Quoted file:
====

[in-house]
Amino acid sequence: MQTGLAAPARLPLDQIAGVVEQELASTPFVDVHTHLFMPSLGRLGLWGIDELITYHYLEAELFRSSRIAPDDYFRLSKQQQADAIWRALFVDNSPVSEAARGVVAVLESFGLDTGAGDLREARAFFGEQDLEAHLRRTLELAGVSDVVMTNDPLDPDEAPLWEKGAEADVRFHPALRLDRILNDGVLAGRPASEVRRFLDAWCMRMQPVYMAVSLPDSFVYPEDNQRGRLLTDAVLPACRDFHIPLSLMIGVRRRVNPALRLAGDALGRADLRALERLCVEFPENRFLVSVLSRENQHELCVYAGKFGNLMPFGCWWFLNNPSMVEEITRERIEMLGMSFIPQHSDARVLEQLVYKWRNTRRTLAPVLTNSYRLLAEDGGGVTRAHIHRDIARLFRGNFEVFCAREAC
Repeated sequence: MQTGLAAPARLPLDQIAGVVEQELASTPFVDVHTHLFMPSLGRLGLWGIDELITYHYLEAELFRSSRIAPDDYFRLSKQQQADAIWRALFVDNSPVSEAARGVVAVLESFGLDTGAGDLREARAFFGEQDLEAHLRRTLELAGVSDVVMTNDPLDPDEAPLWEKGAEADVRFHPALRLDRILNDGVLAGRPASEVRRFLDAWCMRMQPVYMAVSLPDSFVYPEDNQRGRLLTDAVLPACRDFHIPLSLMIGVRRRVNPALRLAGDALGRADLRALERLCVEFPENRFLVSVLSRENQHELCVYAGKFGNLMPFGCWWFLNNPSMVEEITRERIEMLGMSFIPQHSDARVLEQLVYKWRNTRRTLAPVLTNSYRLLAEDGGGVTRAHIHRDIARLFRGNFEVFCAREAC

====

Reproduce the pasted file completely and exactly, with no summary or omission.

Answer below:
[in-house]
Amino acid sequence: MQTGLAAPARLPLDQIAGVVEQELASTPFVDVHTHLFMPSLGRLGLWGIDELITYHYLEAELFRSSRIAPDDYFRLSKQQQADAIWRALFVDNSPVSEAARGVVAVLESFGLDTGAGDLREARAFFGEQDLEAHLRRTLELAGVSDVVMTNDPLDPDEAPLWEKGAEADVRFHPALRLDRILNDGVLAGRPASEVRRFLDAWCMRMQPVYMAVSLPDSFVYPEDNQRGRLLTDAVLPACRDFHIPLSLMIGVRRRVNPALRLAGDALGRADLRALERLCVEFPENRFLVSVLSRENQHELCVYAGKFGNLMPFGCWWFLNNPSMVEEITRERIEMLGMSFIPQHSDARVLEQLVYKWRNTRRTLAPVLTNSYRLLAEDGGGVTRAHIHRDIARLFRGNFEVFCAREAC
Repeated sequence: MQTGLAAPARLPLDQIAGVVEQELASTPFVDVHTHLFMPSLGRLGLWGIDELITYHYLEAELFRSSRIAPDDYFRLSKQQQADAIWRALFVDNSPVSEAARGVVAVLESFGLDTGAGDLREARAFFGEQDLEAHLRRTLELAGVSDVVMTNDPLDPDEAPLWEKGAEADVRFHPALRLDRILNDGVLAGRPASEVRRFLDAWCMRMQPVYMAVSLPDSFVYPEDNQRGRLLTDAVLPACRDFHIPLSLMIGVRRRVNPALRLAGDALGRADLRALERLCVEFPENRFLVSVLSRENQHELCVYAGKFGNLMPFGCWWFLNNPSMVEEITRERIEMLGMSFIPQHSDARVLEQLVYKWRNTRRTLAPVLTNSYRLLAEDGGGVTRAHIHRDIARLFRGNFEVFCAREAC